A Jewish Perspective on Circumcision: SF Weekly Talks to Cut Director Eli Ungar-Sargon

Categories: Religion

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Eliyahu Ungar-Sargon
Eli Ungar-Sargon was raised in an Orthodox household, with rabbis in the family and a Talmudic scholar father. But Ungar-Sargon, who dropped out of medical school to pursue a film career, struggled to reconcile Jewish traditions and ethical questions, especially regarding ritual circumcision, or brit milah.

It was Ungar-Sargon's -- who believes circumcision should be banned -- own questions about the religious practice which eventually led him to make his first major documentary, Cut, in 2007. In the wake of San Francisco's controversial initiative to ban circumcision, Bay Area intactivists and The WHOLE Network, a grassroots organization dedicated to providing information on circumcision, are sponsoring a nationwide tour of the film.

Ungar-Sargon chatted with SF Weekly about his film, which will be featured in San Francisco on October 29 at Ninth Street Independent Film Center.

This is a film you made several years ago, but you're touring with it now. Why?

The film had a nice little life and very well received critically, but there wasn't a lot of interest in 2007. We held screenings in a number of places, but the issue didn't have as much traction then as it has gotten over the last year. There's been an intense media attention being paid to circumcision largely due to the ballot initiative in San Francisco. Film festivals started approaching us and asking to show it, and the WHOLE Network was interested in doing a tour.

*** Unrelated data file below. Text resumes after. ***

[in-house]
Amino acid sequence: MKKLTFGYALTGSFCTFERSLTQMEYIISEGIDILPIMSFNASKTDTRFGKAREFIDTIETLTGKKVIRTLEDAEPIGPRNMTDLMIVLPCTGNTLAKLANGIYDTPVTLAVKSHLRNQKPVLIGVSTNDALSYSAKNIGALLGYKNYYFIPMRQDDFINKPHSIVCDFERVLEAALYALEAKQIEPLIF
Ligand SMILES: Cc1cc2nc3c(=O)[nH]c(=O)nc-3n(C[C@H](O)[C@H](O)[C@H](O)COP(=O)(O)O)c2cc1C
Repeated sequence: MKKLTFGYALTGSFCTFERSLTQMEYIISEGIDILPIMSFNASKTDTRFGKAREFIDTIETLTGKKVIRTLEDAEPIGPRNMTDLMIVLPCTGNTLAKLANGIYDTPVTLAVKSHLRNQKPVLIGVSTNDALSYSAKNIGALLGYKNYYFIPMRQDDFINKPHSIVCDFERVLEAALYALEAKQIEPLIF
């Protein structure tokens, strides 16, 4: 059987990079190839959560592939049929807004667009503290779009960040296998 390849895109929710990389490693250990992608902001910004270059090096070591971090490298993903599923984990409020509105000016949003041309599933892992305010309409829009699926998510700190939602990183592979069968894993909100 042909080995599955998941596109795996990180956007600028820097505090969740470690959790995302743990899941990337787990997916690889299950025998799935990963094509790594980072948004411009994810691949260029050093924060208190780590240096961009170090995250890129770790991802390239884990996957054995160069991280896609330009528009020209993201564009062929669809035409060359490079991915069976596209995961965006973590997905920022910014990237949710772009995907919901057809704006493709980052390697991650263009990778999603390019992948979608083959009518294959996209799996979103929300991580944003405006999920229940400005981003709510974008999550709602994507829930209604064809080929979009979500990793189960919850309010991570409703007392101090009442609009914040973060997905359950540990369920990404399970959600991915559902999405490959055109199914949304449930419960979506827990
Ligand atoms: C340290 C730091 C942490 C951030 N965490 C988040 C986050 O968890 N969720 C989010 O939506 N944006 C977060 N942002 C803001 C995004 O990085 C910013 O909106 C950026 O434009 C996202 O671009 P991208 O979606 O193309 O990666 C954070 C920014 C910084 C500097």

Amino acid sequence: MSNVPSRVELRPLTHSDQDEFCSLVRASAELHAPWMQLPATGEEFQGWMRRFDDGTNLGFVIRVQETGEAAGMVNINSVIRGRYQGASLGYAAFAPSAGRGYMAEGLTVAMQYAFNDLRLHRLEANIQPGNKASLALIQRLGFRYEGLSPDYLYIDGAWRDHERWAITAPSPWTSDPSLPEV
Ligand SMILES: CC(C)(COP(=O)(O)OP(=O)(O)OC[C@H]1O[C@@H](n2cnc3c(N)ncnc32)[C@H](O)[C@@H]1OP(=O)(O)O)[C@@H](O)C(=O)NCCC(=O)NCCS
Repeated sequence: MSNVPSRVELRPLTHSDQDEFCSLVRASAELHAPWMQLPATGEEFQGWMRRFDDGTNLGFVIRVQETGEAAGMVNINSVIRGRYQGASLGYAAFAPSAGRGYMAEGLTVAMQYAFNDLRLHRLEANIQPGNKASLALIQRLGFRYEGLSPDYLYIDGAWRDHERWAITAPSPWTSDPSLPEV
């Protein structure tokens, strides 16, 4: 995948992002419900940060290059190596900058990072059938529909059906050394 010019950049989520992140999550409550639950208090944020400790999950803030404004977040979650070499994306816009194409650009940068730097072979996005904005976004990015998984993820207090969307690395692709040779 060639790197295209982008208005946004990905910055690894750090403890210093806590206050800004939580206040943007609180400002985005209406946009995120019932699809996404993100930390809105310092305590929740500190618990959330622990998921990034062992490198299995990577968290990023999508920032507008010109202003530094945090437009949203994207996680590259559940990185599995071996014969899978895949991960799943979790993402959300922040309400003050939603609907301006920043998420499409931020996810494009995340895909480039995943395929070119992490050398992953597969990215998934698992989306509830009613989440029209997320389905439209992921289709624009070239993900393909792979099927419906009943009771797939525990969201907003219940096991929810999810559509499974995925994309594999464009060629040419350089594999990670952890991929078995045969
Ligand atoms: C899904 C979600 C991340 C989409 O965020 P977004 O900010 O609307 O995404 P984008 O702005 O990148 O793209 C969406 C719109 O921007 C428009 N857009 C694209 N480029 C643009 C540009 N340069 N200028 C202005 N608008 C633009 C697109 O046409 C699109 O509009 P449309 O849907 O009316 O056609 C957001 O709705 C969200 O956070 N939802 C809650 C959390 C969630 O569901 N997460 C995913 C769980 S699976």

It seems like your film is a personal story as well, in terms of how you were raised and your personal relationship to Judaism.

The experience that got me thinking about circumcision specifically was when I was a teenager and I was given the honor of being the sandek [person who holds the baby] at someone's bris. I remember holding the baby, the mohel said the blessing, made the cut, and he puts his head down and sucks the wound, comes back up and has blood on his beard.

I just felt there was something very wrong here; it was very disturbing to me. A few years later during medical school, I started to gain an appreciation for scientific perspective and continued my interest in circumcision by investigating some of the claimed health benefits. When I dropped out to be a filmmaker, I thought the subject was interesting and could also be a way of exploring the thing that I'd been struggling with since I was a teen: How do you come to terms with some of the more problematic elements in your religious tradition?


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17 comments
Miriam Pollack
Miriam Pollack

Excellent article.  Eliyahu's film is an artistic,brilliant and highly informative documentary on a subject rarely discussed and poorly understood, even by the doctors and mohelim practicing this ancient practice.

marylanser
marylanser

Very informative film, even if parts were very difficult to watch.

Jennifer
Jennifer